TOP 7 ANESTHESIA SURVEY QUESTIONS
As the use of patient satisfaction surveys continues to rise in the anesthesia industry, here are some items to consider including in your question set.
Asking if the patient’s anesthesia options, risks, and possible side-effects were adequately addressed during the pre-anesthesia assessment is useful information. Although all providers convey these points, the patient’s level of comprehension (of lack thereof) may be enlightening, especially if provider trends emerge.
Pre-op Holding Area Time
Anesthesia records contain many data points concerning the surgical episode of care, including in-room time, surgical open and close, and even
PACU time. One time segment that’s not typically recorded is pre-op holding area time. Knowing the average range of minutes that a patient waits in pre-op prior to surgery (0-30 minutes, 30-60 minutes, etc.) may identify process trends that can be shared with facility administrators.
Pain Management – Patient Experience with Peripheral Nerve Block
Proper management of post-surgical pain is of great importance, so this is another excellent data point for practices to track, especially those covering orthopedic cases. Asking this question also allows you to report on MIPS measure “ePreop 30”, which can help to boost your overall composite score.
Nerve Block Efficacy
To glean more detail from the question above, some practices ask the patient to comment on the duration of the nerve block administered (0-6 hours, 6-12 hours, etc.). This information can be useful in clinical comparisons at the provider and block-type level.
Overall Anesthesia Experience
This general question is useful in assessing the patient’s global perspective of their anesthesia experience and also has a MIPS measure assigned to it (AQI 48). Although it’s not as granular as some of the other questions listed, it’s able to be benchmarked, as almost all anesthesia surveys contain this inquiry.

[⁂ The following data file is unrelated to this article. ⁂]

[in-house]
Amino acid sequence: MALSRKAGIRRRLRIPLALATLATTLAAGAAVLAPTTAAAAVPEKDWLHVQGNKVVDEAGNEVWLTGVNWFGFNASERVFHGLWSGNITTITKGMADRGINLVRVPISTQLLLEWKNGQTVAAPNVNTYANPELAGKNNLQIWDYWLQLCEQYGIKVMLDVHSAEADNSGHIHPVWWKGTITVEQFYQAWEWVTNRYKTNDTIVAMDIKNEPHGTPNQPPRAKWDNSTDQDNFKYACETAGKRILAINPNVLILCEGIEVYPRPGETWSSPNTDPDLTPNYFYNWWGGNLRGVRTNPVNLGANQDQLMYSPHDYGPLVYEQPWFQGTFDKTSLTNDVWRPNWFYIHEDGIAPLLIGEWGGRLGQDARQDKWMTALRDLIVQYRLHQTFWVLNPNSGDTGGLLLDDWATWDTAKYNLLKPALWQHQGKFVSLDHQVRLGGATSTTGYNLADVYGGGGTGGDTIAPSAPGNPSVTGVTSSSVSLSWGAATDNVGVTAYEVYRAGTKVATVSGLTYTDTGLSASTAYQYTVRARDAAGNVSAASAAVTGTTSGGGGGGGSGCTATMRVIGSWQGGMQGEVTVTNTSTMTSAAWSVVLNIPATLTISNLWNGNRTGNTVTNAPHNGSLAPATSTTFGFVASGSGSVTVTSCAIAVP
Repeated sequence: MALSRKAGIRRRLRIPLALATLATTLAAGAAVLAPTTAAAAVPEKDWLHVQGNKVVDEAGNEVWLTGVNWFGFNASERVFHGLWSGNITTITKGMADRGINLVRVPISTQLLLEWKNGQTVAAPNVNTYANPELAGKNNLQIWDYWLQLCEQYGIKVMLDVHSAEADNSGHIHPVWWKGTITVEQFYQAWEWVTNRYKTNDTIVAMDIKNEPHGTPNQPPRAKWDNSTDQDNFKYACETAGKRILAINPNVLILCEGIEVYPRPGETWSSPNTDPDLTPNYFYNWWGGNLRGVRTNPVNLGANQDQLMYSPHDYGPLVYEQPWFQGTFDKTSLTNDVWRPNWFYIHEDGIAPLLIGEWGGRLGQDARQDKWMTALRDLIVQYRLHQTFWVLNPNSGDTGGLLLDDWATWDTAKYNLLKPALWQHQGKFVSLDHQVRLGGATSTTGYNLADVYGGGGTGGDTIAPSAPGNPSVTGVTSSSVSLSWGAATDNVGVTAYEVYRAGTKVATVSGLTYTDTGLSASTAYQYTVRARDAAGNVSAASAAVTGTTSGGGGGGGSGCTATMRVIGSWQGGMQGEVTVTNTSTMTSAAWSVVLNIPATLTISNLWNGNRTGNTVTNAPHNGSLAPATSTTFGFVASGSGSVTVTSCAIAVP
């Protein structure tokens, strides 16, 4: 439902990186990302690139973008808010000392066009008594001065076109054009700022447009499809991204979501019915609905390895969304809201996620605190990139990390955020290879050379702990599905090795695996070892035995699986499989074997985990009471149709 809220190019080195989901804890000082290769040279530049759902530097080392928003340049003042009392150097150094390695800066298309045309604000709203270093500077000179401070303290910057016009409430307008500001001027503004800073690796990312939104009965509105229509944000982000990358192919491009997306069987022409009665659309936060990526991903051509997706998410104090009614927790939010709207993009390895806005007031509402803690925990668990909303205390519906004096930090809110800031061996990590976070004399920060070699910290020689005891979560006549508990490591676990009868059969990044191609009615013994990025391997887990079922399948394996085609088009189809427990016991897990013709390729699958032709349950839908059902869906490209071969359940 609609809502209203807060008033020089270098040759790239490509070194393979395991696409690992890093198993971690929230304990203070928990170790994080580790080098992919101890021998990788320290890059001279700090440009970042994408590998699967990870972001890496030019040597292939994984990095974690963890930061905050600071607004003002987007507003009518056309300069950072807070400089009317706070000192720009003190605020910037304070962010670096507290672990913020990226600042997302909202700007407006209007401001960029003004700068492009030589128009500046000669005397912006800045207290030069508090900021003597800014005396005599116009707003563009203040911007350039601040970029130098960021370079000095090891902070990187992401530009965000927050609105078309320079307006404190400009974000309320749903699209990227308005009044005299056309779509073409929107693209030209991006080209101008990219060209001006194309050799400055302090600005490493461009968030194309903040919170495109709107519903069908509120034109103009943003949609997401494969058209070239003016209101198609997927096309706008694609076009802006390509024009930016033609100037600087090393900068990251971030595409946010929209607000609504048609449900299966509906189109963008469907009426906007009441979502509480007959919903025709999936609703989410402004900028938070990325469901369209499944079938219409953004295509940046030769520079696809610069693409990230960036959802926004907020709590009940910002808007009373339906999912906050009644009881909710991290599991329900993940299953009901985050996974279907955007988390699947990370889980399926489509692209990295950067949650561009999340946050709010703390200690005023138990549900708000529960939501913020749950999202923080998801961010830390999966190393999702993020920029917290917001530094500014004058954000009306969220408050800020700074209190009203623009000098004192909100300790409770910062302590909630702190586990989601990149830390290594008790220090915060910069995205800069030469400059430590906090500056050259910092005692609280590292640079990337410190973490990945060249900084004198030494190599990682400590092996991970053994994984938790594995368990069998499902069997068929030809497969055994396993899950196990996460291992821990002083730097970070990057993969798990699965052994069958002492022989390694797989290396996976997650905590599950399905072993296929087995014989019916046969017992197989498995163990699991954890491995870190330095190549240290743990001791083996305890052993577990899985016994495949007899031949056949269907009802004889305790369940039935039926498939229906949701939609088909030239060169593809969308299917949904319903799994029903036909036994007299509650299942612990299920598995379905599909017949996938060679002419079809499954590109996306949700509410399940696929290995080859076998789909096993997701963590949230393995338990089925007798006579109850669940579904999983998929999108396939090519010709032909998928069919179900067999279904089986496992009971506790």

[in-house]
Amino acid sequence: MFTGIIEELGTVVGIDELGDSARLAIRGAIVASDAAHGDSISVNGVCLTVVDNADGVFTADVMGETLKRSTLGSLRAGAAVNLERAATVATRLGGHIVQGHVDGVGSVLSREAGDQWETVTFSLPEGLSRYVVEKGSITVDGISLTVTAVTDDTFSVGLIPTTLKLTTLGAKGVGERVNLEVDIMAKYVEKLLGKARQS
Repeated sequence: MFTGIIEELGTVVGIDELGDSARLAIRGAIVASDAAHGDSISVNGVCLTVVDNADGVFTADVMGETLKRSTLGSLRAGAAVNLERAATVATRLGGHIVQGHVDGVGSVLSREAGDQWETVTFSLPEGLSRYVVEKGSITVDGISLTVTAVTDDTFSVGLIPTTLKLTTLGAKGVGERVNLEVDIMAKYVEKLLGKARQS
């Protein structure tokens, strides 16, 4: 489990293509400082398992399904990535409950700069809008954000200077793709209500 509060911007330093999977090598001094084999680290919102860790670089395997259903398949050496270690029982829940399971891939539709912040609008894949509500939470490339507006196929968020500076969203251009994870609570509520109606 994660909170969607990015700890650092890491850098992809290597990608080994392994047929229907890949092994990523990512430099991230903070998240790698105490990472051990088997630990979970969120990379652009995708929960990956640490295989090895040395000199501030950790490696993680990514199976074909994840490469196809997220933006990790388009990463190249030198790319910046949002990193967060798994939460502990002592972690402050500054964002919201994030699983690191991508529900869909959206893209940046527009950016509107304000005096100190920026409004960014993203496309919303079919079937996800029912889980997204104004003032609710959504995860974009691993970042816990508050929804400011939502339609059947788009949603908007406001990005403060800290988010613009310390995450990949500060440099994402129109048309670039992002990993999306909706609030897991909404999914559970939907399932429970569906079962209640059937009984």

This one is interesting. Rarely do groups consider soliciting feedback from their surgeons on anesthesia care. However, since surgeons are a de facto referral source, their satisfaction levels are of utmost importance. Although you wouldn’t want to query at the case level, it may be useful to do so on a monthly or quarterly basis. This might also influence future staffing considerations.
Since surveys typically reach patients before they decide to leave a Google Review about your practice, it may be wise to consider using your survey scores to determine who might be a good candidate for a Google Review prompt. Such reviews are often viewed by patients, hospital administrators and even surgeons, to assess patients’ overall satisfaction with their anesthesia experience. Having the ability to change this narrative is powerful.
ClearSurvey helps medical practices obtain meaningful feedback from patients about their clinical experience. Cost effective and intuitive, this powerful tool yields valuable data that can be used for internal QA purposes, stipend negotiation, managed care contracting, and as collateral for existing and prospective service locations. Customers of all specialties are welcome to join.
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